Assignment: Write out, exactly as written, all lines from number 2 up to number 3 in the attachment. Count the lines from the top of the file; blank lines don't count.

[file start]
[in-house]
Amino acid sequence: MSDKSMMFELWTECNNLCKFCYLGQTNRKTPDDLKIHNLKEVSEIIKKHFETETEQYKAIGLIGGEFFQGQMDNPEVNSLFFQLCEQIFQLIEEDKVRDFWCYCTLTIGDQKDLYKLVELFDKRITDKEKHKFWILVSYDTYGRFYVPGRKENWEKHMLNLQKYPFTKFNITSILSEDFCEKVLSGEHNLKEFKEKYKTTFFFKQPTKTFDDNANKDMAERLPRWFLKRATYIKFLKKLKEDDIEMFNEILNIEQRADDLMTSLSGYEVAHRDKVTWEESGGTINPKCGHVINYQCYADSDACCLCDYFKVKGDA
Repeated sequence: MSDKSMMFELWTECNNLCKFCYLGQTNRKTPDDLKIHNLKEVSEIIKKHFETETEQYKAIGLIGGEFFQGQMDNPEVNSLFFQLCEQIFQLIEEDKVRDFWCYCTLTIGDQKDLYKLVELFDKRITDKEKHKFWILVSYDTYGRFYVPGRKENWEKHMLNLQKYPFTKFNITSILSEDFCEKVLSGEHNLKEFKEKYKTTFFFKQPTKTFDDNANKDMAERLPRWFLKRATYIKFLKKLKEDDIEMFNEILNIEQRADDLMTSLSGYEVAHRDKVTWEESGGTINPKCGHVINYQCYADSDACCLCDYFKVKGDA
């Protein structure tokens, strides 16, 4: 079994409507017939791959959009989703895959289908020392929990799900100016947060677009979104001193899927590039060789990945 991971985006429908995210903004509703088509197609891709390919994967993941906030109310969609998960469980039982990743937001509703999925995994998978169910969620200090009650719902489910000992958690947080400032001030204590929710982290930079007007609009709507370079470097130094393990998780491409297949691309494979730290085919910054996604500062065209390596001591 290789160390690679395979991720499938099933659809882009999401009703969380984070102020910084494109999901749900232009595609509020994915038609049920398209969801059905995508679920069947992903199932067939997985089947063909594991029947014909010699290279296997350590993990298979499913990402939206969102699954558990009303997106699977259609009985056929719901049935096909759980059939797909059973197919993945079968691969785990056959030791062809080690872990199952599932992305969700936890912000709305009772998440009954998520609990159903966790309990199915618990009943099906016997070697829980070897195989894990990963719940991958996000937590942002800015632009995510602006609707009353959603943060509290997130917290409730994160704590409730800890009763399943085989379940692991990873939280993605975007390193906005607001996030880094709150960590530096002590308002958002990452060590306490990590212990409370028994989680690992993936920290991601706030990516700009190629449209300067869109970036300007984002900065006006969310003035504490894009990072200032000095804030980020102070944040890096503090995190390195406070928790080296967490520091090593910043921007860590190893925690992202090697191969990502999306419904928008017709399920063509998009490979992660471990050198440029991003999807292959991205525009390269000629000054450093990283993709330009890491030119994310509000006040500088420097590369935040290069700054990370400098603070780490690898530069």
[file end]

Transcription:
Amino acid sequence: MSDKSMMFELWTECNNLCKFCYLGQTNRKTPDDLKIHNLKEVSEIIKKHFETETEQYKAIGLIGGEFFQGQMDNPEVNSLFFQLCEQIFQLIEEDKVRDFWCYCTLTIGDQKDLYKLVELFDKRITDKEKHKFWILVSYDTYGRFYVPGRKENWEKHMLNLQKYPFTKFNITSILSEDFCEKVLSGEHNLKEFKEKYKTTFFFKQPTKTFDDNANKDMAERLPRWFLKRATYIKFLKKLKEDDIEMFNEILNIEQRADDLMTSLSGYEVAHRDKVTWEESGGTINPKCGHVINYQCYADSDACCLCDYFKVKGDA
Repeated sequence: MSDKSMMFELWTECNNLCKFCYLGQTNRKTPDDLKIHNLKEVSEIIKKHFETETEQYKAIGLIGGEFFQGQMDNPEVNSLFFQLCEQIFQLIEEDKVRDFWCYCTLTIGDQKDLYKLVELFDKRITDKEKHKFWILVSYDTYGRFYVPGRKENWEKHMLNLQKYPFTKFNITSILSEDFCEKVLSGEHNLKEFKEKYKTTFFFKQPTKTFDDNANKDMAERLPRWFLKRATYIKFLKKLKEDDIEMFNEILNIEQRADDLMTSLSGYEVAHRDKVTWEESGGTINPKCGHVINYQCYADSDACCLCDYFKVKGDA